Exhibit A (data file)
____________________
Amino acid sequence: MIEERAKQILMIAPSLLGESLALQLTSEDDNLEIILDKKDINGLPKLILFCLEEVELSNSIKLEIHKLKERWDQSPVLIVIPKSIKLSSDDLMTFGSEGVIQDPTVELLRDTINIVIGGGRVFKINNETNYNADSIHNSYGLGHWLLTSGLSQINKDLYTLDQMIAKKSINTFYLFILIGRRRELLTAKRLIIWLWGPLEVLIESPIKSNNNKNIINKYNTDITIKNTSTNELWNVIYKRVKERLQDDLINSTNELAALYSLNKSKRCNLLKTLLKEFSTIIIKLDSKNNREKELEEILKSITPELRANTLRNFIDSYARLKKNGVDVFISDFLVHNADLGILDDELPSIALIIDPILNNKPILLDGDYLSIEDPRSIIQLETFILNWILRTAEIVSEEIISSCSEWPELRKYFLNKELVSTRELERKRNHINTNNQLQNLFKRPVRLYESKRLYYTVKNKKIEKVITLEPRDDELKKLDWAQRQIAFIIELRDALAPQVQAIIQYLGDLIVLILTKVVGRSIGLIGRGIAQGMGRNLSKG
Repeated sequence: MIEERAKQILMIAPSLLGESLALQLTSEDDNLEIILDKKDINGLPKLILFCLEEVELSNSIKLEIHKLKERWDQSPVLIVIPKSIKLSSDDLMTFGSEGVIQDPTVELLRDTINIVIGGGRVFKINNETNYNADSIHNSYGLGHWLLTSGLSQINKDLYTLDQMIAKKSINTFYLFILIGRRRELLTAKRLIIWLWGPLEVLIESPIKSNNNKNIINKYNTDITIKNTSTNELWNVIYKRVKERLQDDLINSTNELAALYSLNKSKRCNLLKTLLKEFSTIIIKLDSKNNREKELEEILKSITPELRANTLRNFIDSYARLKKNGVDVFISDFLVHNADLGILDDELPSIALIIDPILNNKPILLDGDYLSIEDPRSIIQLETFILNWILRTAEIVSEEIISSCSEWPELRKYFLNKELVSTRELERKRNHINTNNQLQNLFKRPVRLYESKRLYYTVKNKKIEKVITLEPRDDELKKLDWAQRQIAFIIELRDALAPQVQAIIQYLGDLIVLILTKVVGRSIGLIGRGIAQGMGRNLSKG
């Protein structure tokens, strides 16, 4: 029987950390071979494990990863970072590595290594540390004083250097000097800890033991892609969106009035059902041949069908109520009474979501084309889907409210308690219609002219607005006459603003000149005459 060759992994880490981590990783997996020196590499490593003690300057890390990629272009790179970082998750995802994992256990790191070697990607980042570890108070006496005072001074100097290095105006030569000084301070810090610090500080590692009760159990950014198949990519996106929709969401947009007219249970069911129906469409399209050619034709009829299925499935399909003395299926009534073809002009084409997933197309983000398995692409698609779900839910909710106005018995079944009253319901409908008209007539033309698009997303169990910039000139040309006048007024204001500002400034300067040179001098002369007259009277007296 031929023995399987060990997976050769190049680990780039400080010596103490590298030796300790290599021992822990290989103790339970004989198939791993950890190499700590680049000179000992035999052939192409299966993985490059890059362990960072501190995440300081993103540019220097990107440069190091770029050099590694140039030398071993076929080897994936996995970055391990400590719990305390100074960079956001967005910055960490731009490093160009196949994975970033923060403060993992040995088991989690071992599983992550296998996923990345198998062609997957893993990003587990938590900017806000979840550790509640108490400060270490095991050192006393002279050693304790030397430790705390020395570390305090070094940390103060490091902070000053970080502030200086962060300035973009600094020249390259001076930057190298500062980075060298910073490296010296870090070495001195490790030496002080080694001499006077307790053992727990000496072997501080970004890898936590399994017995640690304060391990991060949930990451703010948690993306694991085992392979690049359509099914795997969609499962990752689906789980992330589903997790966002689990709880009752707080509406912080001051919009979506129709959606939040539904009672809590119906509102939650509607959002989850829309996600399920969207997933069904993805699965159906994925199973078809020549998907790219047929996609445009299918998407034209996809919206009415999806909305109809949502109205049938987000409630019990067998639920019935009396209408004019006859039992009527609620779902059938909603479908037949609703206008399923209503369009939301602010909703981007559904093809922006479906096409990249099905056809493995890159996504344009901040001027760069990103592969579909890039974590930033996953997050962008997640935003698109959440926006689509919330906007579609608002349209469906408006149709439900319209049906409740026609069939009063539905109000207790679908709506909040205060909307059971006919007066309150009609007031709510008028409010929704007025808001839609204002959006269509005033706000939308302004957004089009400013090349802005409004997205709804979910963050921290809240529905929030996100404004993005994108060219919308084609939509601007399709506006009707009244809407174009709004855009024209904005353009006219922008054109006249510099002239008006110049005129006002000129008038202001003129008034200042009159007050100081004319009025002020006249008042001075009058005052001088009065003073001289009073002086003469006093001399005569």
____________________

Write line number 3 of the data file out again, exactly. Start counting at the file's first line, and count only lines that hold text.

């Protein structure tokens, strides 16, 4: 029987950390071979494990990863970072590595290594540390004083250097000097800890033991892609969106009035059902041949069908109520009474979501084309889907409210308690219609002219607005006459603003000149005459 060759992994880490981590990783997996020196590499490593003690300057890390990629272009790179970082998750995802994992256990790191070697990607980042570890108070006496005072001074100097290095105006030569000084301070810090610090500080590692009760159990950014198949990519996106929709969401947009007219249970069911129906469409399209050619034709009829299925499935399909003395299926009534073809002009084409997933197309983000398995692409698609779900839910909710106005018995079944009253319901409908008209007539033309698009997303169990910039000139040309006048007024204001500002400034300067040179001098002369007259009277007296 031929023995399987060990997976050769190049680990780039400080010596103490590298030796300790290599021992822990290989103790339970004989198939791993950890190499700590680049000179000992035999052939192409299966993985490059890059362990960072501190995440300081993103540019220097990107440069190091770029050099590694140039030398071993076929080897994936996995970055391990400590719990305390100074960079956001967005910055960490731009490093160009196949994975970033923060403060993992040995088991989690071992599983992550296998996923990345198998062609997957893993990003587990938590900017806000979840550790509640108490400060270490095991050192006393002279050693304790030397430790705390020395570390305090070094940390103060490091902070000053970080502030200086962060300035973009600094020249390259001076930057190298500062980075060298910073490296010296870090070495001195490790030496002080080694001499006077307790053992727990000496072997501080970004890898936590399994017995640690304060391990991060949930990451703010948690993306694991085992392979690049359509099914795997969609499962990752689906789980992330589903997790966002689990709880009752707080509406912080001051919009979506129709959606939040539904009672809590119906509102939650509607959002989850829309996600399920969207997933069904993805699965159906994925199973078809020549998907790219047929996609445009299918998407034209996809919206009415999806909305109809949502109205049938987000409630019990067998639920019935009396209408004019006859039992009527609620779902059938909603479908037949609703206008399923209503369009939301602010909703981007559904093809922006479906096409990249099905056809493995890159996504344009901040001027760069990103592969579909890039974590930033996953997050962008997640935003698109959440926006689509919330906007579609608002349209469906408006149709439900319209049906409740026609069939009063539905109000207790679908709506909040205060909307059971006919007066309150009609007031709510008028409010929704007025808001839609204002959006269509005033706000939308302004957004089009400013090349802005409004997205709804979910963050921290809240529905929030996100404004993005994108060219919308084609939509601007399709506006009707009244809407174009709004855009024209904005353009006219922008054109006249510099002239008006110049005129006002000129008038202001003129008034200042009159007050100081004319009025002020006249008042001075009058005052001088009065003073001289009073002086003469006093001399005569």